Because you only pay for compute time. So while you're developing and learning this stuff, if you ever want to run it, spin it up, run it, spin it down. It'll cost you cents. Cents. So the cloud's huge, and it's attractive. And we're going to look later in the series how to get Hadoop up and running in the cloud.


But first, we need to do it the hard way. So we're going to spend the first half of the series doing everything down low level at the ground. We'll see how to do this stuff the hard way, and then we'll look at how to do it the easy way in the cloud. Lastly here, let's get a look at what's to come.


So starting with the Nugget layout, you are here, the series introduction. From here, we're going to move into the technology stack. We'll get familiar with all of the projects that make up the Hadoop ecosystem. We'll look at a high level, just to get familiar and make some sense out of it.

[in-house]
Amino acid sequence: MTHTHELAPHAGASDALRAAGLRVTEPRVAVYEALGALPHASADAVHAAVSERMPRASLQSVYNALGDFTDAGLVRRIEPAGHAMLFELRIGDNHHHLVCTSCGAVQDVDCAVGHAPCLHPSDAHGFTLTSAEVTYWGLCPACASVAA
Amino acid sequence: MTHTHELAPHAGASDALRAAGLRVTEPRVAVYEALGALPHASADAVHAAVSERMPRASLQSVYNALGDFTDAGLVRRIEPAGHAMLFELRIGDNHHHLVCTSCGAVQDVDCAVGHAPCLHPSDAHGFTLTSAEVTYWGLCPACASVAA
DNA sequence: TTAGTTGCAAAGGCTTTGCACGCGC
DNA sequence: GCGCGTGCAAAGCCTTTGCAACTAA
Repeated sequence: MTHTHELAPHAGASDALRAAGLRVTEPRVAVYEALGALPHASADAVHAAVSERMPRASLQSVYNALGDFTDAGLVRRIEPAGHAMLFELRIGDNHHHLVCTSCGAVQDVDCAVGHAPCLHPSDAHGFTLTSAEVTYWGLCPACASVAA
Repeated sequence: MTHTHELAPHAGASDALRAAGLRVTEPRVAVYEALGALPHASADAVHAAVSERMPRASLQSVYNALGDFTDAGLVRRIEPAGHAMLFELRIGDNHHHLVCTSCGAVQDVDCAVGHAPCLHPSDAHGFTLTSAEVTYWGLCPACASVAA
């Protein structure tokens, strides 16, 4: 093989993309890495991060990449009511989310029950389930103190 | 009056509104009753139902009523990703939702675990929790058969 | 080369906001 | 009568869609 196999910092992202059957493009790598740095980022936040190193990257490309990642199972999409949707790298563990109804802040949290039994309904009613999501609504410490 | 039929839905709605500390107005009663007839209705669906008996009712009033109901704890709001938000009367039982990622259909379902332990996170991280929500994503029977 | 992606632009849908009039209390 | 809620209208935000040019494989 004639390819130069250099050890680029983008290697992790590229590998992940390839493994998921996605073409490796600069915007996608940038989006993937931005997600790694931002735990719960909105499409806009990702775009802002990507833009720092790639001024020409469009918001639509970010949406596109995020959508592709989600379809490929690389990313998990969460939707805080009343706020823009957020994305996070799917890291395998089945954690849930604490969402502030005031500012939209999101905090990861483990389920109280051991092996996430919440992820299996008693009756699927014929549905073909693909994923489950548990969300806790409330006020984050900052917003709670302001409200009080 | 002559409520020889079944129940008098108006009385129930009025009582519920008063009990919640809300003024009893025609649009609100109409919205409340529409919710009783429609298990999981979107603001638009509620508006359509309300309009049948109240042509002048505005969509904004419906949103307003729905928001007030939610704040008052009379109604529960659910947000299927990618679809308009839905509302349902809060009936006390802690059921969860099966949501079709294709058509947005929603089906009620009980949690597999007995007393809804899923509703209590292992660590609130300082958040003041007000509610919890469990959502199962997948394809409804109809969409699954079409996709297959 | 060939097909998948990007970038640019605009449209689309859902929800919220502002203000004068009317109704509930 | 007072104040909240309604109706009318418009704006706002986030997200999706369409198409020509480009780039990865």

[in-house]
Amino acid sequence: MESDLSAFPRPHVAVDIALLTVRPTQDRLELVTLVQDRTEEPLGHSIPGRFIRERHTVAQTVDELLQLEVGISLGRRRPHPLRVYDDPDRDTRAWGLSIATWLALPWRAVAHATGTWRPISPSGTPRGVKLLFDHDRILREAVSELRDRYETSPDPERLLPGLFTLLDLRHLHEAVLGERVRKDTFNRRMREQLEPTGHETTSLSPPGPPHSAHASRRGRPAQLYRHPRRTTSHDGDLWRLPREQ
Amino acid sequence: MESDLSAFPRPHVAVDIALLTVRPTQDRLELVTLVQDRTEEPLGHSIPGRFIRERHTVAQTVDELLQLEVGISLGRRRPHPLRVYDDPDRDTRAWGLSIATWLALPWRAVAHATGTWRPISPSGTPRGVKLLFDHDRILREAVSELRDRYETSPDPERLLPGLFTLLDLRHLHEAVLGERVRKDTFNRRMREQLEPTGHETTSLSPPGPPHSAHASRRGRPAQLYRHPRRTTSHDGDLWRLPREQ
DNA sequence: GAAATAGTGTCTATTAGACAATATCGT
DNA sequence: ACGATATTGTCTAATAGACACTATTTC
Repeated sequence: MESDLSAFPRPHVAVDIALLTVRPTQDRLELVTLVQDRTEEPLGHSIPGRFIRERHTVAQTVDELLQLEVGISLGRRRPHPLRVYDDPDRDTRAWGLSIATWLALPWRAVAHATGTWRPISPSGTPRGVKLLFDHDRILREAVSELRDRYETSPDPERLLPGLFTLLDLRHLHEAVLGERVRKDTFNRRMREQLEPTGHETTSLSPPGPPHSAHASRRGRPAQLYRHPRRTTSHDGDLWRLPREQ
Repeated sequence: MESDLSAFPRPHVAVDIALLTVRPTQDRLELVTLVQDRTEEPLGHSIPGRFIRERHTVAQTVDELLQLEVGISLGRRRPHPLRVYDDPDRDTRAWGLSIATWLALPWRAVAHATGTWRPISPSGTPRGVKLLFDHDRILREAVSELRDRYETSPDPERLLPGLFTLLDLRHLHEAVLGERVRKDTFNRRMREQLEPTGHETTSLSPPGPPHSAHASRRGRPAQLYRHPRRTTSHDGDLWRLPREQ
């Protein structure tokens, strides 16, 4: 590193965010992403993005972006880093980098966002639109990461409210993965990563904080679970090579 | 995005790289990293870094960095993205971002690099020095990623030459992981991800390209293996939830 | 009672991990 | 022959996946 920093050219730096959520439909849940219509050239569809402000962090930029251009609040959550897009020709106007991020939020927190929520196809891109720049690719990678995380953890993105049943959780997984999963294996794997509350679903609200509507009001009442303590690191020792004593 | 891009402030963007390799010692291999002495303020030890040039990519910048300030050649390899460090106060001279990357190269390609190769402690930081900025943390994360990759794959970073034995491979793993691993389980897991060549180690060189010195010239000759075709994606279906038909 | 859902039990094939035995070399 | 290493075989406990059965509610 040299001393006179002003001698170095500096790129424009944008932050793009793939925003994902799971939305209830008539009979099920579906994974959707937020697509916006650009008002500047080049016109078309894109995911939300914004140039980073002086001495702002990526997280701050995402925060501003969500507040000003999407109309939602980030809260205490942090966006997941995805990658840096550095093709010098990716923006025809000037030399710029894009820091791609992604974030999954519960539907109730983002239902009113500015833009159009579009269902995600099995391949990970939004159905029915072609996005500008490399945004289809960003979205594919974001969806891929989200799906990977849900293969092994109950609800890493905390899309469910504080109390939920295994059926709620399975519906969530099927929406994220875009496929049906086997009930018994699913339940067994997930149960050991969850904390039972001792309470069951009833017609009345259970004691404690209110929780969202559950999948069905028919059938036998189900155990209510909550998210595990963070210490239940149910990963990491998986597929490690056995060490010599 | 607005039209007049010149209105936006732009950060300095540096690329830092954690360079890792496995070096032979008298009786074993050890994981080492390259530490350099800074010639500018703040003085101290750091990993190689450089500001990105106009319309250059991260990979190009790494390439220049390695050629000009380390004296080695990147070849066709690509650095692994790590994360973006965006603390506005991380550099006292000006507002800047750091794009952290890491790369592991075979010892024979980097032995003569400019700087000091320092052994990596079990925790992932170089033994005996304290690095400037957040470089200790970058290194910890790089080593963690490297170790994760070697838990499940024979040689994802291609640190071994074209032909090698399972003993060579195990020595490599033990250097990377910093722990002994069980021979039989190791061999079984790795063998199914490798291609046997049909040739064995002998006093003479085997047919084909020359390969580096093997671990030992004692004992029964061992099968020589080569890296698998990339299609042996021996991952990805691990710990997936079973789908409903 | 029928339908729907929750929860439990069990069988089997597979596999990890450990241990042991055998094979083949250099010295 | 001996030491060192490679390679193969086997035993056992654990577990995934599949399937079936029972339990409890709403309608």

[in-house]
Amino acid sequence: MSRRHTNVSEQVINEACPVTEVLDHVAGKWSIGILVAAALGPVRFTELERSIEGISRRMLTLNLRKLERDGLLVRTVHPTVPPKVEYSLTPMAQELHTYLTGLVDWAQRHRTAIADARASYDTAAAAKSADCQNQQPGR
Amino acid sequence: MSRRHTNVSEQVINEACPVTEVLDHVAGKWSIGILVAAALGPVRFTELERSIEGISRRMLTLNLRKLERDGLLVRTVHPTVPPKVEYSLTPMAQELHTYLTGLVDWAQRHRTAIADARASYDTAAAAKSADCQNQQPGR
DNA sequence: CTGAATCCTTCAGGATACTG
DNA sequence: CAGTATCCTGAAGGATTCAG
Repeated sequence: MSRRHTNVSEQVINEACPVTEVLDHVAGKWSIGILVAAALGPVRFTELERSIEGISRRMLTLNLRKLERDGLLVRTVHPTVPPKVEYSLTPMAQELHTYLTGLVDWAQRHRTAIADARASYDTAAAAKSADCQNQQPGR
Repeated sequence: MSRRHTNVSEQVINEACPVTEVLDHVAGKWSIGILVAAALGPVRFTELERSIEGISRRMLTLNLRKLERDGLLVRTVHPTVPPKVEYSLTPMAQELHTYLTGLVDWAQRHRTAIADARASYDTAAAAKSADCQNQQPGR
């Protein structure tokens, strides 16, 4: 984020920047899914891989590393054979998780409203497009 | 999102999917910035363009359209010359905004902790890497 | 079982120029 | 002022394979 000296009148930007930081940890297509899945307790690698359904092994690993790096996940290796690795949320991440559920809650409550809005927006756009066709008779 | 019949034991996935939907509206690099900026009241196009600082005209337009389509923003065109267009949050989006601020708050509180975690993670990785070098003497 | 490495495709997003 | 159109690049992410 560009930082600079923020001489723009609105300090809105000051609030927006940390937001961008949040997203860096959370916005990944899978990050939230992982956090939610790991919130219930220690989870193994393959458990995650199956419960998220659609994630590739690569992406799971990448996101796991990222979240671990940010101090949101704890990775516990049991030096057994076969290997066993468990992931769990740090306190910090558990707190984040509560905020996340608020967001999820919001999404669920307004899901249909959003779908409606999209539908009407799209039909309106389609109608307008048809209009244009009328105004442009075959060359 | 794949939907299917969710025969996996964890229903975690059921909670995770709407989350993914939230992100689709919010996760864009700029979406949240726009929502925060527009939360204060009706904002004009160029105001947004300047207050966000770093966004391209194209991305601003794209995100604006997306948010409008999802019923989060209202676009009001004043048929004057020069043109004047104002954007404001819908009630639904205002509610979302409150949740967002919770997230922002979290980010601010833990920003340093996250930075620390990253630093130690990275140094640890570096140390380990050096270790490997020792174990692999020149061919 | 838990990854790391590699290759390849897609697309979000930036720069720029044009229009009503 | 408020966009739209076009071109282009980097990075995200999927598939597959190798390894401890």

We'll look at Pig, Hive, HBase, Sqoop, ZooKeeper, Ambari, Avro, Flume, Oozie. Yeah, you see where I'm going with this? There's a lot of them. And we'll look at them all. We'll make sense of it. And believe me, it'll be a good exercise in what the heck is Hadoop and what are all these things around it and what are their roles and responsibilities and how are they going to make it easier to work with our cluster and the data within it.


So we'll take the covers off all that next. Then we'll jump into HDFS. We'll get a good hard look at the internals of the Hadoop Distributed File System. From there, we'll learn how to install Hadoop. We're going to do this first on a single node. So we've got a video dedicated to single-node installation.